To manage the joint, the partners called on Geoff Stone’s mom Lorna Stone, who had run a coffee / gift shop in Elkhorn for 24 years. She still commutes there, but often stays at the home of her son, or a daughter, both of whom live on the East Side.
She has assembled quite an impressive wine list. The wines are from California, Italy, Australia, New Zealand, Chile, Argentina, Spain and France. Glasses are priced from $5 (Kenwood Yulupa Chardonnay) to $10 (Chateau La Grange Clinet), and up to $52 per bottle (Nicolaise Feuillate Champagne).
Menu items include “Morning Bites & Small Plates” ($1-$9), “Meat & Cheese Boards” ($12-$14), fresh fruit, sandwiches, soups of the day and a “yoghurt” parfait served in a wine glass.
The bar offers pastries from Sciortino’s, Rishi Tea and other locally sourced goods. The beer selection is also strictly local, and all from Lakefront Brewery, which is located just across the Pleasant St. Bridge. The beers include Klisch Lager, Riverwest Stein Beer, East Side Dark, Cream City Pale Ale, New Grist Gluten-free and the seasonal Holiday Spice Beer (a.k.a. “Rocket Fuel”).
There is a cooler of elegant soft drinks, and good, reliable Pellegrino water. Let’s see, what else?
Oh, yes. Coffee!
The shop uses coffee from the local Valentine Coffee Roasters, including Bali Blue Moon and Royal Select Mayan decaf. Coffee-to-go comes in three sizes: 12 oz. ($1.50), 16 oz. ($2.00) 20 oz. ($2.70).
The beans are ground in a Mazzer grinder; and specialty drinks come from the Rancilio espresso machine, which was out of commission on opening day, but should be up and running by the time you read this. A grand opening event is planned for December 12th.
In a 2006 article in the Milwaukee Business Journal, Anthony Dentice, then aged 78, said he had been working in the shop founded by his uncle since the age of 8. Until its closing, it was the sole provider of sausage to Festa Italiana and the Italian Community Center.
The portion of the building fronting on N. Jackson St. was added to the 1865 frame residence in 1922 when Joseph Dennis (Dentice?), according to city records, built the 20 ft by 14 ft addition at what was then 770 Jackson St. for $1,000. In 1956 a fire sparked by a defective oil heater caused $1,000 damage to the building, which was valued at $3,300 at the time. In 1963 it was described as a “meat market and residence.” In 1976, the assessor noted that the butcher shop was owner operated. “Apt. up vacant 2 years. (No bath).”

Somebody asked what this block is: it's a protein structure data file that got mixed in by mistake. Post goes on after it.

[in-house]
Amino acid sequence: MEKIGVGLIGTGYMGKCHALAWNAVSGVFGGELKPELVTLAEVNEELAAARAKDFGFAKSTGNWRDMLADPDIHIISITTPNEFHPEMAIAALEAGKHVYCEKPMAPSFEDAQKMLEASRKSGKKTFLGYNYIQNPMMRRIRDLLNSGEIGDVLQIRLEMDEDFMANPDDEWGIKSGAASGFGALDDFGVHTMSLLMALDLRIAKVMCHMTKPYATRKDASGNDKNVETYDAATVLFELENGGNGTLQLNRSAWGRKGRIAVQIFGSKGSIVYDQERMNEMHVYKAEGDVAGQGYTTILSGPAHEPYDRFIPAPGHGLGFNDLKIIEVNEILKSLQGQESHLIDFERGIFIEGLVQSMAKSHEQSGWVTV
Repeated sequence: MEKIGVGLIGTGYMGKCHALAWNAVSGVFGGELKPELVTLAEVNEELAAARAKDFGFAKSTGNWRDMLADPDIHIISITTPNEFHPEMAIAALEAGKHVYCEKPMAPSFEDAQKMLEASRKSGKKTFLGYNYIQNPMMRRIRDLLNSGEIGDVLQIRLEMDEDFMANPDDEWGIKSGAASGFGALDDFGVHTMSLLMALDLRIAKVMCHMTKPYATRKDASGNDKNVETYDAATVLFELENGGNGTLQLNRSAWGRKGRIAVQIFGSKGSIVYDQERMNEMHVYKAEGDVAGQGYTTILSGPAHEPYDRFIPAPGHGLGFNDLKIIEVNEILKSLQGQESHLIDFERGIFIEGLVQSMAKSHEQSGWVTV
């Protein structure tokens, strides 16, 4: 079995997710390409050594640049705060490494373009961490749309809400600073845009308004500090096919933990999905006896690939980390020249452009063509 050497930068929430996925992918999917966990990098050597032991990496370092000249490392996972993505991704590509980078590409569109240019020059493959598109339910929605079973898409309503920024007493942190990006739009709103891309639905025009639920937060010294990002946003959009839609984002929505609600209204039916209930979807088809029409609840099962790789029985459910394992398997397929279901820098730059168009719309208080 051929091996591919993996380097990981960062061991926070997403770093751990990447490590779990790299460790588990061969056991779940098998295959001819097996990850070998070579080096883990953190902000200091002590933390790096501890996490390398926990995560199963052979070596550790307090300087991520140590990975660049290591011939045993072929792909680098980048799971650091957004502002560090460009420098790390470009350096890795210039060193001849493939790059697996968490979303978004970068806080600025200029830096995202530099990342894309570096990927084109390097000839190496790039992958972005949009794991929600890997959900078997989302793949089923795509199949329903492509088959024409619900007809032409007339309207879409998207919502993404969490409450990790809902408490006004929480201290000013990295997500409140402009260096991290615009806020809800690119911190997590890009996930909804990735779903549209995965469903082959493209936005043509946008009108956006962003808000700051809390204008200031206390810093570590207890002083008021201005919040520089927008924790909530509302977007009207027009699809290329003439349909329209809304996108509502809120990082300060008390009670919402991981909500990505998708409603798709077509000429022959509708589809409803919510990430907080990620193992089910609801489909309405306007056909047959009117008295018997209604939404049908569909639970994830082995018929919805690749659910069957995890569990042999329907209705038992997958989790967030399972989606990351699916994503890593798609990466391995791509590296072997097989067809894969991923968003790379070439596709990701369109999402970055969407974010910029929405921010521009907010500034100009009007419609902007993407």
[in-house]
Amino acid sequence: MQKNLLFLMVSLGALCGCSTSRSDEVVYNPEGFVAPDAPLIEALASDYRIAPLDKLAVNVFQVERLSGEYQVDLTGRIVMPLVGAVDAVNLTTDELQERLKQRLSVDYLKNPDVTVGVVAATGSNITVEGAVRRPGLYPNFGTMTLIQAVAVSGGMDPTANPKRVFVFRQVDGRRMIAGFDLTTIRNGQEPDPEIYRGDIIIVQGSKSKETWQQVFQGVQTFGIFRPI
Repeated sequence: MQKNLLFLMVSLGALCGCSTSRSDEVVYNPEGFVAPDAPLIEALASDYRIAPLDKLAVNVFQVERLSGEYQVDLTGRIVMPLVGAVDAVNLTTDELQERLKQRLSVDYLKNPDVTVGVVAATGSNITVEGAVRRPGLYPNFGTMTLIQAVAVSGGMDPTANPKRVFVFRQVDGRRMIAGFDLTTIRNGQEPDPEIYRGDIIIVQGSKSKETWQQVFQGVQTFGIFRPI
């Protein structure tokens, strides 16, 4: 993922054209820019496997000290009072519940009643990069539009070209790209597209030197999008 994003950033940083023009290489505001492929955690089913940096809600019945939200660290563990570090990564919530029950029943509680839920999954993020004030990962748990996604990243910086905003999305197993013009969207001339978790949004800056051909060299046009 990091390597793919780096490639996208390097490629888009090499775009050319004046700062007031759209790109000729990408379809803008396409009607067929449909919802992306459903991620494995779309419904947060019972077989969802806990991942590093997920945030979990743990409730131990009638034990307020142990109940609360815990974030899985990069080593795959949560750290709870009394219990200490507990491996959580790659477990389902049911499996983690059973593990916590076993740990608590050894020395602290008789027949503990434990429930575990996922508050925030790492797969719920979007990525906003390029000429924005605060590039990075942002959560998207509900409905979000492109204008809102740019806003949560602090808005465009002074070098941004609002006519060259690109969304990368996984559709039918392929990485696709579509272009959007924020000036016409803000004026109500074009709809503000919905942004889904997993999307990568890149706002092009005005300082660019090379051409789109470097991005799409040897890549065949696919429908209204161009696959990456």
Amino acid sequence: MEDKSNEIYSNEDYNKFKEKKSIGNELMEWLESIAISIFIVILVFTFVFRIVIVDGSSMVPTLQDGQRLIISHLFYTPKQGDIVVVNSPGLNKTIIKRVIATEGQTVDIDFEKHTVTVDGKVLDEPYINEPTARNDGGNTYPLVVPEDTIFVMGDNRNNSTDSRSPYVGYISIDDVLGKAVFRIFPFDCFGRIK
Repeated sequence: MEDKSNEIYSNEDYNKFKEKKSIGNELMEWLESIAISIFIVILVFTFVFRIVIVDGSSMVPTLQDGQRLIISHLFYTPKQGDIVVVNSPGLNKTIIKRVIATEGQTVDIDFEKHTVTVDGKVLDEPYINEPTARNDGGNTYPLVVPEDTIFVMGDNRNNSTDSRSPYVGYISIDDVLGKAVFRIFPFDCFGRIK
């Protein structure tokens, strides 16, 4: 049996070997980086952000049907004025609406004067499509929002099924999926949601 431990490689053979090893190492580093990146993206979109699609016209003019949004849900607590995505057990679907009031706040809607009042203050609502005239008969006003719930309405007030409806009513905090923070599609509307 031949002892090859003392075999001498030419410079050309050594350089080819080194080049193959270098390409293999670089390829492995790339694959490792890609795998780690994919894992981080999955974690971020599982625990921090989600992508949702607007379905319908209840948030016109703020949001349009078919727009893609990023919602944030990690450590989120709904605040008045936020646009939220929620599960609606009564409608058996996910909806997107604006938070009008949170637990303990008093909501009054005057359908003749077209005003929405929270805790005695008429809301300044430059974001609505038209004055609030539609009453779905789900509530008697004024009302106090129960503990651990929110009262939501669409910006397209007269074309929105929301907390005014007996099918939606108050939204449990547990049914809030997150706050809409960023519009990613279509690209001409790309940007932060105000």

The Dentice family (nee Dentici) eventually owned all of the properties on the north side of the street west of the alley, including a cottage that still exists. The store building at 610 E. Pleasant St., where GatoCity has its new offices, was constructed in 1922 for $3,500 at what was then 182 Pleasant St. In 1935 it became a retail fish store, after having spent its first decade as a prohibition-era tavern. The building was owned by Dentice and a partner and occupied by Dominic Balistrieri.
In 1971 the assessor noted a boarded-up front on the store, which he figured was making $60 a month in rent. In 1976, the assessor noted the building again saying, “it appears vacant, but is used for service shop – storage for phono – record sales.” However other sources, including the book Milwaukee Mafia, say the building was used as a front for the Balistrieri vending / gambling machine empire. Mob Boss Frank Balistrieri for many years lived on the same block in a building now being advertised as a development opportunity. The name of his late son, Joe Balistrieri, is one of many that was scratched back in the 1950s into the porous brick of the north wall of the Milwaukee Frame & Fabric Shop, located on the block at the intersection of E. Pleasant and N. Van Buren streets.
1600 N. Jackson St.
City of Milwaukee
Hours are Monday – Thursday, 6 a.m. – 10 p.m.; Friday, 6 a.m. – 12 a.m.; Saturday, 8 a.m. – 12 a.m. and Sunday, 8 a.m. – 10 p.m.
Facebook Page: https://www.facebook.com/pleasantkafe